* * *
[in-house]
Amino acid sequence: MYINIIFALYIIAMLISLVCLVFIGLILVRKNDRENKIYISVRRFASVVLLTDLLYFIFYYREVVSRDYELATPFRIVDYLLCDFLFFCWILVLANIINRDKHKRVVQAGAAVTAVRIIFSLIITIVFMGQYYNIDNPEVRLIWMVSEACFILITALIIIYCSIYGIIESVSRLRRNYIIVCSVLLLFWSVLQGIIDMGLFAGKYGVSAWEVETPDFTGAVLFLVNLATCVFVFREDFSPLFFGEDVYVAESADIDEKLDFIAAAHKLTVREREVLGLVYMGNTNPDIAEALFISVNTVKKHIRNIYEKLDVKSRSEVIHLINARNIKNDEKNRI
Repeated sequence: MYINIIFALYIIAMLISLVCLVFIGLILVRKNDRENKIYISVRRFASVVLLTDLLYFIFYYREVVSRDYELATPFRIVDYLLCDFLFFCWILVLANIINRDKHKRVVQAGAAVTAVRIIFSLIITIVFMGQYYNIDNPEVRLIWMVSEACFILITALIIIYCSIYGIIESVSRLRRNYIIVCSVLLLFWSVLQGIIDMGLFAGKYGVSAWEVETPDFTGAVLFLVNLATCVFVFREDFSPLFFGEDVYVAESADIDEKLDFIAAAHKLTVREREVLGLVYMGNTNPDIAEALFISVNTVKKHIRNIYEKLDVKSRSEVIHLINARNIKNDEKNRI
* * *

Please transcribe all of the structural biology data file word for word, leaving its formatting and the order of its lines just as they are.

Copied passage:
[in-house]
Amino acid sequence: MYINIIFALYIIAMLISLVCLVFIGLILVRKNDRENKIYISVRRFASVVLLTDLLYFIFYYREVVSRDYELATPFRIVDYLLCDFLFFCWILVLANIINRDKHKRVVQAGAAVTAVRIIFSLIITIVFMGQYYNIDNPEVRLIWMVSEACFILITALIIIYCSIYGIIESVSRLRRNYIIVCSVLLLFWSVLQGIIDMGLFAGKYGVSAWEVETPDFTGAVLFLVNLATCVFVFREDFSPLFFGEDVYVAESADIDEKLDFIAAAHKLTVREREVLGLVYMGNTNPDIAEALFISVNTVKKHIRNIYEKLDVKSRSEVIHLINARNIKNDEKNRI
Repeated sequence: MYINIIFALYIIAMLISLVCLVFIGLILVRKNDRENKIYISVRRFASVVLLTDLLYFIFYYREVVSRDYELATPFRIVDYLLCDFLFFCWILVLANIINRDKHKRVVQAGAAVTAVRIIFSLIITIVFMGQYYNIDNPEVRLIWMVSEACFILITALIIIYCSIYGIIESVSRLRRNYIIVCSVLLLFWSVLQGIIDMGLFAGKYGVSAWEVETPDFTGAVLFLVNLATCVFVFREDFSPLFFGEDVYVAESADIDEKLDFIAAAHKLTVREREVLGLVYMGNTNPDIAEALFISVNTVKKHIRNIYEKLDVKSRSEVIHLINARNIKNDEKNRI